Table 3 Multiple Regression Model for Colorectal Cancer Incidence in the Male and Female Population*

In Table 4 we present the regression models for CRC mortality, with each model for the male and female population adjusted for the covariates, age, registry, race, and socioeconomic status. For men, we find a significant positive association between SMMD and CRC mortality, in that a one-unit increase in a county's SMMD increases the county's CRC mortality by 4%. Poverty level is also significantly associated with CRC mortality. Among men, black race compared to white race has a significant positive association with CRC mortality, suggesting that counties with more black men have higher CRC mortality. Counties with more other race men compared to white men have a significant inverse relationship with CRC mortality. Among women, the association between SMWD and CRC mortality is not significant. A county's poverty level is significantly associated with CRC mortality. Among women, black race is significantly positive associated with CRC mortality, indicating that counties with more black than white women have greater CRC mortality. Counties with more other races have significantly fewer CRC deaths compared to counties with more white women.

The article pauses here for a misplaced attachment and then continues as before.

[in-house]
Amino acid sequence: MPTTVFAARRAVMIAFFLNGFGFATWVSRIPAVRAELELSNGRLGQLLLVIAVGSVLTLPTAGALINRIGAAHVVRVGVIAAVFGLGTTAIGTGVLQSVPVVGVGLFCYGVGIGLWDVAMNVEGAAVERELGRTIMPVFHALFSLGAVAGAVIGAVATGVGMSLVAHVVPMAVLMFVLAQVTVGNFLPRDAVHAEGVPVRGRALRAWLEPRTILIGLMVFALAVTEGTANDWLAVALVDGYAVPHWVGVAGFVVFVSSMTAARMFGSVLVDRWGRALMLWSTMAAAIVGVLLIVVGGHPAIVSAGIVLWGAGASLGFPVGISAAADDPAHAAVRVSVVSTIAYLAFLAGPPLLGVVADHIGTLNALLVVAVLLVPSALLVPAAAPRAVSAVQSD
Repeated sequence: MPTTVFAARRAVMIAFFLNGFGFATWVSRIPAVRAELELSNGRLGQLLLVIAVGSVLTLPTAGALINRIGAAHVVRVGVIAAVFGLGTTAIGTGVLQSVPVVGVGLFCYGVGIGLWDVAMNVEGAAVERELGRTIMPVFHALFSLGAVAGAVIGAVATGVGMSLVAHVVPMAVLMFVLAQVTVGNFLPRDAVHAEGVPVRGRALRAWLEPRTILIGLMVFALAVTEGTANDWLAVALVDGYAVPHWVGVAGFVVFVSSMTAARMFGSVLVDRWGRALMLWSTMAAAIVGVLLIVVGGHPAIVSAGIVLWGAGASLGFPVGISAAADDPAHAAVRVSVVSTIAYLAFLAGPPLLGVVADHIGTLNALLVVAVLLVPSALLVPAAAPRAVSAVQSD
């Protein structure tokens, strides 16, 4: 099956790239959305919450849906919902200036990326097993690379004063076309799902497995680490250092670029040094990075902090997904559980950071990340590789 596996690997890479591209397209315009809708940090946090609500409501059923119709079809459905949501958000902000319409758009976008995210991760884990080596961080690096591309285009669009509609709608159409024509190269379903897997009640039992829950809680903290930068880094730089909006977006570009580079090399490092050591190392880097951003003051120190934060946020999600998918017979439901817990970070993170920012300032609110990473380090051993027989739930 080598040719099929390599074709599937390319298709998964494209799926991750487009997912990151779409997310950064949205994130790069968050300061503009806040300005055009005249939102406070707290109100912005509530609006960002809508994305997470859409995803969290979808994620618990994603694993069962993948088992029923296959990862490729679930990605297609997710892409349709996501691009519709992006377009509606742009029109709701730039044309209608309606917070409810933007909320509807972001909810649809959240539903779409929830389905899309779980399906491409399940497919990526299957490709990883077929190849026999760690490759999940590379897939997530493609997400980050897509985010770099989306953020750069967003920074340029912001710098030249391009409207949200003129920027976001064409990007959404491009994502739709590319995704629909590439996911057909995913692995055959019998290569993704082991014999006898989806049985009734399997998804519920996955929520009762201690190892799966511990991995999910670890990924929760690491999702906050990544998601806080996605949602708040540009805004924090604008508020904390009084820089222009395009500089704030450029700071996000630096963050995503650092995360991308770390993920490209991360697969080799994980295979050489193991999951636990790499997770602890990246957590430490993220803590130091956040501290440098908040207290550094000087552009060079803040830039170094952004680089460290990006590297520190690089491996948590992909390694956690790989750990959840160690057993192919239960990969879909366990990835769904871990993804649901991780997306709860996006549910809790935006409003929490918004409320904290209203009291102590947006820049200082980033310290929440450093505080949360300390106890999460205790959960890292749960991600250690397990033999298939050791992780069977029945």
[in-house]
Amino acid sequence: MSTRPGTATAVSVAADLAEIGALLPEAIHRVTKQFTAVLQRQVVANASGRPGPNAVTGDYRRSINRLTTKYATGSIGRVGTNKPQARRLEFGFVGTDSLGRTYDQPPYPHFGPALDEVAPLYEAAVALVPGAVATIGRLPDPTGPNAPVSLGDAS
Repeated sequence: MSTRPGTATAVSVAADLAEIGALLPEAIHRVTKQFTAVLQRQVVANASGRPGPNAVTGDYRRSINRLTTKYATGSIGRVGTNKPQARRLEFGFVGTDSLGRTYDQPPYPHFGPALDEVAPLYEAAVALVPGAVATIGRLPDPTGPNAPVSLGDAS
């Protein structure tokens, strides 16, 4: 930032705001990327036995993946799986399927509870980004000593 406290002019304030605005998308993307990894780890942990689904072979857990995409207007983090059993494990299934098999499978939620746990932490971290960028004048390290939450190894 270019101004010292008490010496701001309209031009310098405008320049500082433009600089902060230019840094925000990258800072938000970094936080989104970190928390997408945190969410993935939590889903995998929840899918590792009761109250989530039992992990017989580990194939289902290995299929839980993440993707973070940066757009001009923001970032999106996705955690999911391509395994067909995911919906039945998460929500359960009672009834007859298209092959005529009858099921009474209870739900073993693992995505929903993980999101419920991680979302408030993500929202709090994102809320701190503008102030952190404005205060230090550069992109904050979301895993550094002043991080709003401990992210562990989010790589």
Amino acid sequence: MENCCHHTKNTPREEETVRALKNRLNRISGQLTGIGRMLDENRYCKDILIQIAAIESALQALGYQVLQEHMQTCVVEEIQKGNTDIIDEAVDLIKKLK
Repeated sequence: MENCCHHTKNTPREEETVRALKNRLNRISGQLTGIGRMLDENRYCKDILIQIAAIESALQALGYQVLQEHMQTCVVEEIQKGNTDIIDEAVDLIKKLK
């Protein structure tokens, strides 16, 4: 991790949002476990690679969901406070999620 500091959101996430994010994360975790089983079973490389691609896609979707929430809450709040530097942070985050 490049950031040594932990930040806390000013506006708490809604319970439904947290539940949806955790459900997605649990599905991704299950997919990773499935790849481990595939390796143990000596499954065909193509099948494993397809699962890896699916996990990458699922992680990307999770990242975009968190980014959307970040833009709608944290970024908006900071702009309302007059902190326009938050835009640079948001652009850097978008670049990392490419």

Table 4 Multiple Regression Model for Colorectal Cancer Mortality in the Male and Female Population*